The same capture applies to regulatory agencies for automotive and airline industries. In March of 2019, Boeing’s 737MAX was grounded worldwide. Today it’s flying again, despite many claims that pressure to make the company’s most desired plane as fast as possible leads to faulty work and poor production supervision. Inspections continue to reveal more issues, like bad electrical connections- although the control mechanism itself , which malfunctioned in the crashes, is fixed. The plane is not ‘unstable’. Lack of effective oversight  seems to be a major factor, exacerbated by federal budget cuts which limit these agencies’ ability to keep up with increased needs. Once again, the biggest money determines government policies, to the harm of the public welfare.

In early April, 2018, the U.S. Senate held several hearing sessions with Mark Zuckerberg, developer and CEO of social medium Facebook, whose user information has been gleaned by data analyzing companies (e.g. Cambridge Analytica and an affiliate) to construct personality profiles, and inappropriately influence political campaigns in UK and Canada. It’s still (falsely) claimed that a similar gleaning of Facebook data was used by Russia to influence Facebook users in the 2016 presidential campaign. “Repeat a lie often enough and it becomes the truth”, is a law of propaganda often attributed to the Nazi Joseph Goebbels.

Relatedly, two additional reports brought me to realize how far we are from resolving these abuses. 1. In Nov 2017 three men (Bezos, Buffett and Gates) were shown to have combined wealth that tops ALL the poorest of the country’s citizens (160 million), which equals HALF the total population. 2. In Russiagate,  Mar 2019, Matt Bivens exploded at popular news media, which have finally reached the tragicomedy condition of no longer even pretending to check facts or care about truth. Earlier on the same day, Matt Taibbi wrote about Russiagate, which Bivens mentions.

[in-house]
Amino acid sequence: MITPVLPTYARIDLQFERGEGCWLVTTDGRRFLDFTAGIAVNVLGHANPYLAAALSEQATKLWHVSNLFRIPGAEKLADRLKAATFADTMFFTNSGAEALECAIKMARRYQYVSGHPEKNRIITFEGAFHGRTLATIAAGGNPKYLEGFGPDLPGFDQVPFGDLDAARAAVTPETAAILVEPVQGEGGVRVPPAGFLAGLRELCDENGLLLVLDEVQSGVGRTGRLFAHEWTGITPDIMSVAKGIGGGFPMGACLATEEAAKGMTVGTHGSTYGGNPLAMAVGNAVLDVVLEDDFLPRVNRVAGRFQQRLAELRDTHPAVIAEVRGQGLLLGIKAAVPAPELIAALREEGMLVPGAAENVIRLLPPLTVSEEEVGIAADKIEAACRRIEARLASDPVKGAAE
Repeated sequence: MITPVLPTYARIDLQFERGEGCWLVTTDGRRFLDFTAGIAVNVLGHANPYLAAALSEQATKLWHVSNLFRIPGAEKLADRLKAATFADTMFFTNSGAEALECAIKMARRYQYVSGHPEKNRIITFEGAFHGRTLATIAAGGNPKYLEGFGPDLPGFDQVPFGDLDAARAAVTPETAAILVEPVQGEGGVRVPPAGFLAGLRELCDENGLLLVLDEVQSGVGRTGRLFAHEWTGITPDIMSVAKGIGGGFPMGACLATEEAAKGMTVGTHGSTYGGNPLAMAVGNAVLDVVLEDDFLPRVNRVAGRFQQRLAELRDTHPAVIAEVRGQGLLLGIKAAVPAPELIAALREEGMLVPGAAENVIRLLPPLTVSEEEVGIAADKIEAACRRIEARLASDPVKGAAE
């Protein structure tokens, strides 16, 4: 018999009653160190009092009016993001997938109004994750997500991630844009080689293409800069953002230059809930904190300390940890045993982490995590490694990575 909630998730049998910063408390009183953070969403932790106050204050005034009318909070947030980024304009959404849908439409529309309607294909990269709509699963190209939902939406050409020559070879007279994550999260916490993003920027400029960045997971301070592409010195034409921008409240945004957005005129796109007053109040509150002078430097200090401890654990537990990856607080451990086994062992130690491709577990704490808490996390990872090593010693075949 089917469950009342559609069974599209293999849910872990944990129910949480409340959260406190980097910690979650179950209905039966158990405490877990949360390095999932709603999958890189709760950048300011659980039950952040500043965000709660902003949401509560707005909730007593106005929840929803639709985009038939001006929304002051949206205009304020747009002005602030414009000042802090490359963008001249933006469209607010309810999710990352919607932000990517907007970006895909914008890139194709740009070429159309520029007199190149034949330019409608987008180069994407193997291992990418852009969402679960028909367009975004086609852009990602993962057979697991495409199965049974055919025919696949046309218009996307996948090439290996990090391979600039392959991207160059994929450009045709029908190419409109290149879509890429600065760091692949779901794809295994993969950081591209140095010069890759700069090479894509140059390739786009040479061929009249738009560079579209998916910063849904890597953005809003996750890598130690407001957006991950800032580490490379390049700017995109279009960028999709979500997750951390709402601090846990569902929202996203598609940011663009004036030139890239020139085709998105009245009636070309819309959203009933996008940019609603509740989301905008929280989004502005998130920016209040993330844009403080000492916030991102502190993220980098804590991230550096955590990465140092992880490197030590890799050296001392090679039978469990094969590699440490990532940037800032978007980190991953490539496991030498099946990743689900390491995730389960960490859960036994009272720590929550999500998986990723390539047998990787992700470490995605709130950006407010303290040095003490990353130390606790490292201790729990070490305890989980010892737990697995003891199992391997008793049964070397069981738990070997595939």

I’m currently renting a condo apartment in an upscale neighborhood of Chicago. Sometimes it’s embarrassing to see how much wealth is displayed around me, in close proximity to the down and out. (Thorstein Veblen’s 1899 “Conspicuous consumption” continues.) This man was outside the new bank building across the street from my apartment. Athough it’s a progressive neighborhood generally, ‘making room’ for all genders, races and religious preferences, many people are obviously just hoping for a handout. Poor people walk the streets, and are sometimes hard to distinguish from the well to do, who tend to dress ‘informally’ – especially retirees – until you go to the more expensive restaurants. I don’t know the motives or circumstance of these street people, or whether or not they have found it easier to beg than to earn. But it may be that their lack of education and employable skills is due to their upbringing and experience in poor and violent neigborhoods, because nothing better was available. There’s much research to support that, including this well done WBEZ series, The View From Room 205, published in 2017.

My dear mother (born 1897) had the strictest commitment to truth telling. She could not lie. At best, in a pinch, she would hold her tongue. I inherited that trait. Lying would betray mother. Always helpful, she used to tend graves at our community cemetary in the woods. She had a green thumb, loved gardening, and knew all the botanical names. I can’t lie unless speaking the truth would do grave harm. As a trained MI agent, I might have had to lie, (or even kill myself) if under ‘interrogation’ by the enemy. When I hear someone preface a statement with “I’m not going to lie to you…” I don’t trust them. All this makes me particularly sensitive to the incessant lying and efforts to deceive on the part of advertisers, and those they serve in politics and the press.

This commitment to truth can be troublesome. I’m embarrassed about how many times I’ve been scammed, despite having spent a life teaching language, logic, and critical thinking. Why? Because my default mode is to believe what I hear. I actually believe it’s an important principle, especially when so many people think truth is totally relative. If we expected lies or deception from every stranger we met (or even acquaintances and friends), would civil life be possible? ‘Excuse me, do you know what time it is?’ ‘How do I get to the L-station?’ ‘Are there any coffee shops in this neighborhood?’ ‘Will you be open tomorrow?’ ‘Can you tell me where to catch a cab?’  Don’t even bother asking, because …